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Happy May Day to our Neighbors

May 28, 2011
rehearsing at the house

rehearsing at the house

Mari leaving flowers on a neighbor's step

Mari leaving flowers on a neighbor's step

“You’re just in time for May Day!” my housemate announced.

I had forgotten she had plans to celebrate the day. Where I was raised in the Southern United States, people did not celebrate May Day. I have faint recollections of my mother who was raised in the northern Midwest helping us make paper May Day baskets to give to our friends who were grateful for the candy but perplexed by the purpose.

“What did you do on May Day as a child?” I asked my housemate and her friends who had gathered on our sunny back step.

“We left flowers on peoples’ doorsteps, rang the doorbell, then ran and hid.”

Today’s festivities would also involve flowers, but rather than hiding, we would serenade the recipients with live music. Our repertoire consisted the classics “You Are My Sunshine” and “Keep on the Sunny Side of Life”, a teddy bear garden song, and our own rendition of “Happy May Day” sung to the tune of “Happy Birthday”.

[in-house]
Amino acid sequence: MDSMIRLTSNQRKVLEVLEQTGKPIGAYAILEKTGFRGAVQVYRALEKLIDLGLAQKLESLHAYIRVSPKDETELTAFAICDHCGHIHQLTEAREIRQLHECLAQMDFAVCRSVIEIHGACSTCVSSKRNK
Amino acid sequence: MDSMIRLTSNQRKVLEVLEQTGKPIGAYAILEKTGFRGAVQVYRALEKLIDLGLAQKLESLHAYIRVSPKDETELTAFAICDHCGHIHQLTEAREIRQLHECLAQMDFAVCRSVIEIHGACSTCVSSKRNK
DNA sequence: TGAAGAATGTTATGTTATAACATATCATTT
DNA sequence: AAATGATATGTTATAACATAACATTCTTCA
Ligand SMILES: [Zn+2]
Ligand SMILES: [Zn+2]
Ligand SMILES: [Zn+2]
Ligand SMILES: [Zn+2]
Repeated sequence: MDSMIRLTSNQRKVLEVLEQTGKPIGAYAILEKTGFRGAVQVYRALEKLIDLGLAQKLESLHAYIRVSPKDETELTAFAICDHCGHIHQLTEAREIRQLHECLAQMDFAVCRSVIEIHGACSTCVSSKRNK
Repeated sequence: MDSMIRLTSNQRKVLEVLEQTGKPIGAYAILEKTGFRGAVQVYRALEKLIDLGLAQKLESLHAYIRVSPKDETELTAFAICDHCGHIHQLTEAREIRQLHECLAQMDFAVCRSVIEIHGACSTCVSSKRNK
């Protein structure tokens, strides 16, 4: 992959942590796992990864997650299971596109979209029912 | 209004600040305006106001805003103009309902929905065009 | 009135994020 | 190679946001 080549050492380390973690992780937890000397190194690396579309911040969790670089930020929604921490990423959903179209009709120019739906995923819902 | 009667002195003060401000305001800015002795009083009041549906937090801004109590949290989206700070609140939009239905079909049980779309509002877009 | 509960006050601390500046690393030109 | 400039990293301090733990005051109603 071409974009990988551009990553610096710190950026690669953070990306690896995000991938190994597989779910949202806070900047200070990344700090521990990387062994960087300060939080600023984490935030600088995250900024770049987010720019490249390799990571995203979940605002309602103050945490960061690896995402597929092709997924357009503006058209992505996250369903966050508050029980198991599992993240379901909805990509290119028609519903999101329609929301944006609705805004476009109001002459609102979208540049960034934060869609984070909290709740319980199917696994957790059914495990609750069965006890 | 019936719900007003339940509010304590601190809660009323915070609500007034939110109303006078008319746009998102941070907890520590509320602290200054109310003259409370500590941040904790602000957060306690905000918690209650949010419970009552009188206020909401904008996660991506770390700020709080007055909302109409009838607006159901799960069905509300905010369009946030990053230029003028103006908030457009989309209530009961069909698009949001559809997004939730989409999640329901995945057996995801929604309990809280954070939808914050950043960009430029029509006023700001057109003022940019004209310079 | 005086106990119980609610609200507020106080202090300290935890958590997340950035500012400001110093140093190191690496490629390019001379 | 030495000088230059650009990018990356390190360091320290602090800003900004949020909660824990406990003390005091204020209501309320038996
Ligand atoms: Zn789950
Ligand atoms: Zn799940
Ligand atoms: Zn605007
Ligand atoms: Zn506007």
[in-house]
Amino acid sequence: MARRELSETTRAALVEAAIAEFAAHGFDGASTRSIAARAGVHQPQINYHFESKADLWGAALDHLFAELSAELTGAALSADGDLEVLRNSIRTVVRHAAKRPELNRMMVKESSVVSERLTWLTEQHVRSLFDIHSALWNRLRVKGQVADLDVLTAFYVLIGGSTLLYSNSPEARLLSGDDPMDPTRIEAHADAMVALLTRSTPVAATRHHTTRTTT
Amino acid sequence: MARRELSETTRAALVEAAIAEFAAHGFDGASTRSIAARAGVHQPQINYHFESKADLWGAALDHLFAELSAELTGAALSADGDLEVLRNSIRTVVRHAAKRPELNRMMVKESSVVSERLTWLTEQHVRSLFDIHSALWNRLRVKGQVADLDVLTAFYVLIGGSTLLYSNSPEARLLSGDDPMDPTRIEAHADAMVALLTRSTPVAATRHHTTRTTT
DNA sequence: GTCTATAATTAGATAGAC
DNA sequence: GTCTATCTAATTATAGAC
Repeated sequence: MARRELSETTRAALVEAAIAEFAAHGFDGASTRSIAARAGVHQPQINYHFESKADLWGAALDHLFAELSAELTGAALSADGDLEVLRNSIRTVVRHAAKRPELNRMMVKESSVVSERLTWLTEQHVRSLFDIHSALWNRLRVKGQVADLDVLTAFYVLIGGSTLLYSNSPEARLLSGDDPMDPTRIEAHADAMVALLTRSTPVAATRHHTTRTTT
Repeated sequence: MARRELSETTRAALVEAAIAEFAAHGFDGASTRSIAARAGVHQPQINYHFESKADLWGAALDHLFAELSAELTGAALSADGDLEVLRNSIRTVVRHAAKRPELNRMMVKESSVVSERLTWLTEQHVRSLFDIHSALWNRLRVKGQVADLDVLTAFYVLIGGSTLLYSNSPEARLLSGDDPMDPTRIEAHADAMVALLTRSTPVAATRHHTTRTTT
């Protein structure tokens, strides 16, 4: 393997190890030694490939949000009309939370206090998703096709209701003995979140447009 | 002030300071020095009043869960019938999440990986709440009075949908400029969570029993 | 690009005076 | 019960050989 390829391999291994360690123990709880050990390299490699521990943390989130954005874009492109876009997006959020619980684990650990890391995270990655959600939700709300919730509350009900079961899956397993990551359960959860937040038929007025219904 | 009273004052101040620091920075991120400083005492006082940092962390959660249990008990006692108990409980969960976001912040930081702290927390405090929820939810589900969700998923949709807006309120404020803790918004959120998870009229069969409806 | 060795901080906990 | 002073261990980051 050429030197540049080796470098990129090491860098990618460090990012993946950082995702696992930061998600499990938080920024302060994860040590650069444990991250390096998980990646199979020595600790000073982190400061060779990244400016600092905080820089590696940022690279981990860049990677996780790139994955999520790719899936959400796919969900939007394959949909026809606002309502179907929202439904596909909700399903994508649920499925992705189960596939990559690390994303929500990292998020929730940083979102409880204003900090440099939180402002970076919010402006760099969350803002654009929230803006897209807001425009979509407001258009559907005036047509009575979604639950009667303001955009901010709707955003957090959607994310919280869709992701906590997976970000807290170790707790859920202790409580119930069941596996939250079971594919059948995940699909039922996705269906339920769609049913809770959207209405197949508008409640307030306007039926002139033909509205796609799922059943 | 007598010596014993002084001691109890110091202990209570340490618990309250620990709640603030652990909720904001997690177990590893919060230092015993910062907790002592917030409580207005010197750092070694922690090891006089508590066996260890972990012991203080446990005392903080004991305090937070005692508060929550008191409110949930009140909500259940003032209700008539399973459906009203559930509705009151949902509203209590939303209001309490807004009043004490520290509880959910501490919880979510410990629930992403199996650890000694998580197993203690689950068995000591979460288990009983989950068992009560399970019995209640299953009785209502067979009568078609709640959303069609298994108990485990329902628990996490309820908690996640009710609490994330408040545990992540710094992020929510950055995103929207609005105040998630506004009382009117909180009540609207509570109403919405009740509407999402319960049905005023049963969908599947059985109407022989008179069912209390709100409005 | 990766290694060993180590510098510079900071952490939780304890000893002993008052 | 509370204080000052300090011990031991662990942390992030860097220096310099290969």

Roaming Band

Roaming Band

 

Sunshine seemed to have improved neighbors’ reception to our songs, in contrast to Christmas caroling when several people shut the door on us or yelled they were in the shower. About halfway through our escapade, neighbors began directing us to the next house.

“Go across the street. They’re having a party in the backyard and will love it!”

“Visit the blue house with the white trim. They just had a baby and will want to hear some music.”

“Make sure you visit the yellow house on the corner. The widow who lives there recently lost her husband.”

Following their leads resulted in warm receptions and free beverages at two barbecues with an invite to dinner at the latter. One man followed us out to the sidewalk and explained how he was a historian who was excited to see people commemorating a mostly forgotten holiday. Another woman informed us that a neighbor on our street had called her upon arriving home and discovering the flowers we left on her doorstep. She had been to a parade commemorating her late husband and finding the flowers when she returned had been a special gift to her.

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